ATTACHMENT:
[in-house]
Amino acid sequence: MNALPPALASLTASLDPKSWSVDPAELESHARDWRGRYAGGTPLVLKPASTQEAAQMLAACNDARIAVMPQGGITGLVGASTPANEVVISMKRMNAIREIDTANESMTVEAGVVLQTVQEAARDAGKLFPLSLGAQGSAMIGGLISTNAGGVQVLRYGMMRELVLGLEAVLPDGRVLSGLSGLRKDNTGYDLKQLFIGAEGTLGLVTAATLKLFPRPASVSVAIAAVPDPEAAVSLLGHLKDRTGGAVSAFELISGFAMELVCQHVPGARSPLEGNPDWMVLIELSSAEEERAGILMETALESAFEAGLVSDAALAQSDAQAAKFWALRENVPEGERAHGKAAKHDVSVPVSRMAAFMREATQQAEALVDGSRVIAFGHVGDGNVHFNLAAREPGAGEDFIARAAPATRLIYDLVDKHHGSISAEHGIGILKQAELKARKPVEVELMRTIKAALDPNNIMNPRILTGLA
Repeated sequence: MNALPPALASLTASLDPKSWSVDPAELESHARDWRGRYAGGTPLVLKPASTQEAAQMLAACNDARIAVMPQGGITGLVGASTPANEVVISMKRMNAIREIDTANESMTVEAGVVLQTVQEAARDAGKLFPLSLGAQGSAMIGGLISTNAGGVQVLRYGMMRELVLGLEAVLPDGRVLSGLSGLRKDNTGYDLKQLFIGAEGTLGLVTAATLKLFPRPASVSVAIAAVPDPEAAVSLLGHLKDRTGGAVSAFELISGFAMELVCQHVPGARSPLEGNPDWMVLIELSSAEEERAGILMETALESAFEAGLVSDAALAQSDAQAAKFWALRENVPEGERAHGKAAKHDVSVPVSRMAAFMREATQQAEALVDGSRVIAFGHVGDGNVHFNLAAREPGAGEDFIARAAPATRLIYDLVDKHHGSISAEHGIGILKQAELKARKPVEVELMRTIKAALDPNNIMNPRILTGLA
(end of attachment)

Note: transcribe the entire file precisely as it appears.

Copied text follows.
[in-house]
Amino acid sequence: MNALPPALASLTASLDPKSWSVDPAELESHARDWRGRYAGGTPLVLKPASTQEAAQMLAACNDARIAVMPQGGITGLVGASTPANEVVISMKRMNAIREIDTANESMTVEAGVVLQTVQEAARDAGKLFPLSLGAQGSAMIGGLISTNAGGVQVLRYGMMRELVLGLEAVLPDGRVLSGLSGLRKDNTGYDLKQLFIGAEGTLGLVTAATLKLFPRPASVSVAIAAVPDPEAAVSLLGHLKDRTGGAVSAFELISGFAMELVCQHVPGARSPLEGNPDWMVLIELSSAEEERAGILMETALESAFEAGLVSDAALAQSDAQAAKFWALRENVPEGERAHGKAAKHDVSVPVSRMAAFMREATQQAEALVDGSRVIAFGHVGDGNVHFNLAAREPGAGEDFIARAAPATRLIYDLVDKHHGSISAEHGIGILKQAELKARKPVEVELMRTIKAALDPNNIMNPRILTGLA
Repeated sequence: MNALPPALASLTASLDPKSWSVDPAELESHARDWRGRYAGGTPLVLKPASTQEAAQMLAACNDARIAVMPQGGITGLVGASTPANEVVISMKRMNAIREIDTANESMTVEAGVVLQTVQEAARDAGKLFPLSLGAQGSAMIGGLISTNAGGVQVLRYGMMRELVLGLEAVLPDGRVLSGLSGLRKDNTGYDLKQLFIGAEGTLGLVTAATLKLFPRPASVSVAIAAVPDPEAAVSLLGHLKDRTGGAVSAFELISGFAMELVCQHVPGARSPLEGNPDWMVLIELSSAEEERAGILMETALESAFEAGLVSDAALAQSDAQAAKFWALRENVPEGERAHGKAAKHDVSVPVSRMAAFMREATQQAEALVDGSRVIAFGHVGDGNVHFNLAAREPGAGEDFIARAAPATRLIYDLVDKHHGSISAEHGIGILKQAELKARKPVEVELMRTIKAALDPNNIMNPRILTGLA